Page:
Jump to content


This site uses cookies. By using this site, you agree to accept cookies, unless you've opted out. (US government web page with instructions to opt out: http://www.usa.gov/optout-instructions.shtml)

Film Awards Season - 2010-2011"Black Swan" and other contenders


  • Please log in to reply
91 replies to this topic

#31 dirac

dirac

    Diamonds Circle

  • Board Moderator
  • PipPipPipPipPipPipPipPip
  • 25,474 posts

Posted 25 January 2011 - 11:30 AM

The Oscar nominations are out.

The British monarchy saga "The King's Speech" reigned at the Academy Awards with 12 nominations, including acting honors for Colin Firth, Helena Bonham Carter and Geoffrey Rush, positioning itself to challenge "The Social Network" for best picture.





#32 miliosr

miliosr

    Platinum Circle

  • Senior Member
  • PipPipPipPipPipPipPip
  • 1,592 posts

Posted 30 January 2011 - 03:03 PM

Didn't want to create a new thread for this . . .

I saw True Grit today. I've never read the source book or seen the original film w/ John Wayne so I had nothing to compare it to walking into the theater. That being said, I enjoyed it very much. There is still life in the Western genre, provided the right elements are there!

Perhaps what I liked most about True Grit is that it avoids the revisionist tendencies which crept into the genre starting in the 1970s. The characters are believable precisely because they do not utter modern sentiments of belief or politically correct dogma. The characters are very funny at times but funny in an era-appropriate way.

The acting is very strong as you would imagine in a movie featuring Jeff Bridges, Matt Damon and (in a smaller part) Barry Pepper. Newcomer Hailee Steinfeld is outstanding as the 14-year-old protagonist and she holds her own with Bridges and Damon. The only disappointment to me was Josh Brolin as the villain who sets the train of events in motion. As the villain, he is rather blah (and is upstaged by Barry Pepper as the leader of the gang to which the Brolin character belongs.)

The cinematography is beautiful and and really conveys the majesty of the American frontier.

#33 Natalia

Natalia

    Rubies Circle

  • Foreign Correspondent
  • PipPipPipPipPipPipPip
  • 4,398 posts

Posted 31 January 2011 - 12:33 PM

Well, Portman won the SAG award last night for "Best Female Actor" for Black Swan. (Whatever happened to the word "Actress" - PC gone crazy?) At this stage, it would be a huge shock if she doesn't win the Oscar. She and ballet's-own Benjamin Millepied will be the 'it couple' of the night. (I always liked Millepied but I never imagined that he'd become an A-list celebrity like this!)

The King's Speech now seems to have surpassed The Social Network as the top pick for Best Film. Ditto Colin Firth for Best Actor (or, as known at the SAGs, "Best Male Actor").

#34 dirac

dirac

    Diamonds Circle

  • Board Moderator
  • PipPipPipPipPipPipPipPip
  • 25,474 posts

Posted 31 January 2011 - 02:11 PM

Well, Portman won the SAG award last night for "Best Female Actor" for Black Swan. (Whatever happened to the word "Actress" - PC gone crazy?)


Many prefer to be called plain "actor" rather than "actress" -- nobody calls female flyers "aviatrixes" any more, and "waitress" is also falling out of use. "Actress" can be more convenient in some contexts, but identifying women simply as actors is increasingly common now, as on the Charlie Rose show, for example. (If your doctor is a woman, she might bristle at the idea that she should really be called a doctress.)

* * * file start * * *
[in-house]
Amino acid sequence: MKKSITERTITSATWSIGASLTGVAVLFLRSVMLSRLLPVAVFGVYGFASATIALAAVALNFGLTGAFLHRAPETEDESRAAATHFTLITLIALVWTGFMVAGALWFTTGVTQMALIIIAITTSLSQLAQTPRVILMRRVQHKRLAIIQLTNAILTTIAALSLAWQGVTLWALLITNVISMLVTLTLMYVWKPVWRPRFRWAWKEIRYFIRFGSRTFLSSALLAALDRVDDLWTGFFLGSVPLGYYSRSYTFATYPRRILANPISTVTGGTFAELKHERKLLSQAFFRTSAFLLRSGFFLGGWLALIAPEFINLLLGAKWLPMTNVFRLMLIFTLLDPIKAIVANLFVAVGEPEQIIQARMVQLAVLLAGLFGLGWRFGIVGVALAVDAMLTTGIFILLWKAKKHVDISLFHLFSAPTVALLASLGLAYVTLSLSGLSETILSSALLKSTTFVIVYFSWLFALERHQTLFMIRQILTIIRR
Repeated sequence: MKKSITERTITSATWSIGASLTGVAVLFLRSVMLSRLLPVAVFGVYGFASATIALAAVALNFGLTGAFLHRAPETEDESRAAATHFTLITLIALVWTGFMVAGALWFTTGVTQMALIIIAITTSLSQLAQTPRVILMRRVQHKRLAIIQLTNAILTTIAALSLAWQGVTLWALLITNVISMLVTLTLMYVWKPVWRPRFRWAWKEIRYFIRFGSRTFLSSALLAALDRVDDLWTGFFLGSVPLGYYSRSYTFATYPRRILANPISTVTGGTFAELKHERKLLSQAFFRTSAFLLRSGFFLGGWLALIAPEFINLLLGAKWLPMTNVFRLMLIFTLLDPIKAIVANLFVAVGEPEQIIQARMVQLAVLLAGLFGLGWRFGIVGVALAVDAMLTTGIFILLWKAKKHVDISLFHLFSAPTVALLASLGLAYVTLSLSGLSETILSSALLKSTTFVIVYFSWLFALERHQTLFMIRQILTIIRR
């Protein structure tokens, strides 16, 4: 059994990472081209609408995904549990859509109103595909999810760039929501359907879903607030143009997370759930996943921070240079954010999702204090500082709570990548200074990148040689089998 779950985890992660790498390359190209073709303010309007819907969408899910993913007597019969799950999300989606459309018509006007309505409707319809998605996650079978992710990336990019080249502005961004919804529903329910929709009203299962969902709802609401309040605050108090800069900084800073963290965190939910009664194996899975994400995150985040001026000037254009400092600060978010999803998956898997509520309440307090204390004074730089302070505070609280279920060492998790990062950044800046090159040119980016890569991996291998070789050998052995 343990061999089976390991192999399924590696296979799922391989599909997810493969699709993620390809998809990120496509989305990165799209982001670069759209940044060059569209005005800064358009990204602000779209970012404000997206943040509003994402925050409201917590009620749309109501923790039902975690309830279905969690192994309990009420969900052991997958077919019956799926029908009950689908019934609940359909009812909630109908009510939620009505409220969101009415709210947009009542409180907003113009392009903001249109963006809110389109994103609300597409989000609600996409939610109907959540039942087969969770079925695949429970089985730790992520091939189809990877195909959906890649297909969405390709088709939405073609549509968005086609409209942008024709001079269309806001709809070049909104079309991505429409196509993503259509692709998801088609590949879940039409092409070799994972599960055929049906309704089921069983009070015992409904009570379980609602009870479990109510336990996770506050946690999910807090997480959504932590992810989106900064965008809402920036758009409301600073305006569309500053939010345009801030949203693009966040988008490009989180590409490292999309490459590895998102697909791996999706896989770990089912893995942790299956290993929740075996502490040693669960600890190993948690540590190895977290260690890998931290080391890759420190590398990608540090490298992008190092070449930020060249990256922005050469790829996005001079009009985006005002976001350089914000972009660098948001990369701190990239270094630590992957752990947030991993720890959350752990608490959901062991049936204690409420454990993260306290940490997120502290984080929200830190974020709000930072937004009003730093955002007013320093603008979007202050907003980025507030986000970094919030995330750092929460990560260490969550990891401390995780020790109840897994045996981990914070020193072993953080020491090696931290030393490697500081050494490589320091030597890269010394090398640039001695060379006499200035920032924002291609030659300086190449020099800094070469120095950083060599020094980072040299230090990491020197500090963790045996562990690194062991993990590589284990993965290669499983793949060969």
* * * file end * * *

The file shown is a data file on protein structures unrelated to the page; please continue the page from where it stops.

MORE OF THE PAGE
In theory there is really no reason for the Best Actor/Actress categories to be separate, but the practice won't go away any time soon. There aren't as many meaty Oscar-bait roles available to female stars as for their male counterparts, and without the separate category representation of women as film acting award nominees would probably fall. So it's here to stay. "Best Female Actor" sounds a tad cumbersome, but I'm people would get used to it eventually.

Fortunately for Portman, there isn't much competition in the Oscar Best Actress category this year and she looks as close to a sure thing as we usually get. (Which is not to say that her fellow nominees gave bad performances, just that given the way these things go she is the likely choice.)

#35 dirac

dirac

    Diamonds Circle

  • Board Moderator
  • PipPipPipPipPipPipPipPip
  • 25,474 posts

Posted 31 January 2011 - 02:17 PM

Thanks for your review, miliosr. I remember the original "True Grit" as poor and sight unseen I'm sure this new one is an improvement. I would disagree respectfully about many of those revisionist westerns, which paved the way for a new realism in the genre.



#36 sidwich

sidwich

    Bronze Circle

  • Senior Member
  • PipPipPipPip
  • 375 posts

Posted 31 January 2011 - 04:28 PM

The King's Speech now seems to have surpassed The Social Network as the top pick for Best Film. Ditto Colin Firth for Best Actor (or, as known at the SAGs, "Best Male Actor").


Probably not surprising. The King's Speech also has the advantage of being a European-history based, English-accented period piece which seems to be a type particularly beloved by Academy members which tend to skew older and may not be as familiar with the Facebook phenomenon.

#37 kfw

kfw

    Sapphire Circle

  • Moderators
  • PipPipPipPipPipPipPip
  • 2,320 posts

Posted 31 January 2011 - 07:00 PM

(If your doctor is a woman, she might bristle at the idea that she should really be called a doctress.)

Doctors aren't qualified to treat this malady but not that one according to their gender however.

In theory there is really no reason for the Best Actor/Actress categories to be separate, but the practice won't go away any time soon.

The practice doubles the fun! :)

Anyhow, no disrespect to Portman, but if the categories were combined, I'd be rooting for Colin Firth.

#38 dirac

dirac

    Diamonds Circle

  • Board Moderator
  • PipPipPipPipPipPipPipPip
  • 25,474 posts

Posted 31 January 2011 - 07:16 PM

Doctors aren't qualified to treat this malady but not that one according to their gender however.


Some used to think they were, actually.

The term was originally "actor" for both sexes and didn't seem to cause any great confusion. I have no particular dog in this fight, merely pointing out that usages are changing, and for a performer to prefer to be called "actor," period is not unusual these days.

#39 Quiggin

Quiggin

    Gold Circle

  • Senior Member
  • PipPipPipPipPipPip
  • 839 posts

Posted 01 February 2011 - 12:27 AM

Poetess used to be used - and woman poet, as in the best woman poet of her generation.

Regarding the Academy awards, which I haven't followed in recent years, A. O. Scott wrote a piece about the neglect of world cinema by the Academy: